The transition to college life is a big one. There are new responsibilities, new schedules to adjust to, so much studying, and for some students, it’s their first time living on their own.
The college experience brings its own unique types of stress that can weigh on you if you aren’t prepared. Still, it’s OK to not feel OK.
We’ve got tips from psychiatrists within our health system to help strengthen your mental health throughout the semester and provide ways to know when you might need some additional support.
1. Get Some Sleep
We get it, there’s a lot on your plate — and a lot of extracurricular activities outside of your class schedule. But regularly getting good sleep can lessen the likelihood of depression and relieve anxiety. Studies show a relationship between sleep disorders and depression, and problems with sleep can predict the onset of depression.
It’s OK if college is stressing you out. There are things you can do to improve your mental health, such as get plenty of sleep; drink plenty of water; opt for healthy, brain-boosting foods; take your vitamins; and stay active. If you need the support of a mental health professional, our primary care providers can help connect you to someone who’s ready to listen.
While in your teen years, the suggested hours of sleep a night were around 8 to 10 hours, that decreases as you get older. Adults 18 to 60 years old can get by on 7 hours of sleep a night, but more is still recommended.
In cases where you do find yourself pulling an all-nighter cramming for an exam, studies have shown that you can recover from sleep deprivation with an immediate full night of sleep, though some people require more.
2. Stay Hydrated
Proper hydration has positive effects on mood and anxiety. There are links between dehydration and depression, confusion and fatigue. It can also lead to intense headaches that can get in the way of your ability to concentrate in class or during study time.
Keep in mind, too, that the first couple of weeks (even months!) of the fall semester are still hot and can lead to heat-related illnesses. Add a bottle of water or canteen to your book bag to bring with you throughout the day and fill it up as needed. When you need a snack, grab some fruit high in water content, such as watermelon, honeydew or cantaloupe.
3. Eat Right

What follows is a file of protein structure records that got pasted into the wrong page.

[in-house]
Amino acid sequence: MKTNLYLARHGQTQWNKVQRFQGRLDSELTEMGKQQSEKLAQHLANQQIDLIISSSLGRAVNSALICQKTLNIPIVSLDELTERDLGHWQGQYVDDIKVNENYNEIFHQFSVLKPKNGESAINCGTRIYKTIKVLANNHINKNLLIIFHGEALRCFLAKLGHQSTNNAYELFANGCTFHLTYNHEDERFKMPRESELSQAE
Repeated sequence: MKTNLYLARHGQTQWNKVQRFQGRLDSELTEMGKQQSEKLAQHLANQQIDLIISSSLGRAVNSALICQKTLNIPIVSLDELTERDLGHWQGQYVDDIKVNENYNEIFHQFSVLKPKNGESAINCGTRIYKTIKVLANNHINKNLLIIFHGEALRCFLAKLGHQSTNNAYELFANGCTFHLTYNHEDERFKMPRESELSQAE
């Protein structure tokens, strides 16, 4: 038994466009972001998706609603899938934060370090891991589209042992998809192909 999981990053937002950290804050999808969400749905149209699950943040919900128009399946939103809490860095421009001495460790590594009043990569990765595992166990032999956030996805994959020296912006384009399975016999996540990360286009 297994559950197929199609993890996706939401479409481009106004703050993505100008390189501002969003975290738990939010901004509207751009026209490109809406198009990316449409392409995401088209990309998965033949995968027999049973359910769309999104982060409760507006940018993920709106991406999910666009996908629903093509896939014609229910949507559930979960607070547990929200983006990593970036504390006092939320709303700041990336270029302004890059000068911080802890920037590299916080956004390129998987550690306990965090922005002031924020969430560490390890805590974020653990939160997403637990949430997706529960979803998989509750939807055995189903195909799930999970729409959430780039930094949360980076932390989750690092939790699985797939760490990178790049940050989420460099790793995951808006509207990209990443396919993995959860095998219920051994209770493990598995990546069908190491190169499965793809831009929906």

That brings us to nutrition. Studies show people who eat a diet high in whole foods — such as fruits, vegetables, nuts, whole grains, legumes and unsaturated fats (such as olive oil) — are up to 35% less likely to develop depression than people who eat less of these foods.
Omega 3 fatty acids are essential to brain health and reduce inflammation and risk of heart disease. Oily fish like salmon, trout, mackerel, anchovies and sardines are the most highly recommended sources of Omega 3 fatty acids, and the American Heart Association suggests eating these types at least twice a week.
While it’s hard for a college diet to avoid, processed foods with refined sugars and fried foods have been shown to lead to fatigue as well as anxiety. We’ve got more easy tips for eating healthy.
4. Take Your Vitamins
People with a lack of vitamin B-12 may be at increased risk for depression. B-group vitamins help to regulate neurotransmitters, immune function and amino acids – the building blocks of proteins in the body. B-12 is found in milk, cheese, eggs and fish.
Vitamin D is important for optimal brain functioning, including mood and critical thinking. Sunlight is a major source of vitamin D. Five to 30 minutes of sun exposure twice a week generally produces enough vitamin D in the body. Lighter-skinned people require less time in the sun than those with darker skin. Low levels of vitamin D are linked to depression, in particular seasonal depression, which happens with reduced sunlight during winter.
A primary care provider can help you determine if you are getting enough vitamins in your diet or if you might need supplements.
5. Move Your Body
Regular exercise is an easy way to improve your mood and fight depression. Exercise releases endorphins, the feel-good brain chemicals responsible for feelings of pleasure and happiness. Exercise can also improve your sleep quality, concentration, memory and overall daytime energy.
Whether you prefer to get exercise in the morning before class or in the afternoon to de-stress, at least 30 minutes of moderate physical activity each day is recommended.
Did we mention it helps with concentration and memory?
6. Know When to Seek Support
If you’re struggling with your mental health but aren’t sure if you should seek support, ask yourself, “Am I no longer feeling like myself?”
Pay attention to if your appetite, attention, concentration and sleep patterns have changed. Notice if your relationships changed at home, in the classroom or at work.
If they have changed, it may be time to seek care. Start with your primary care provider who can help and guide you if you need a mental health professional’s specialized support.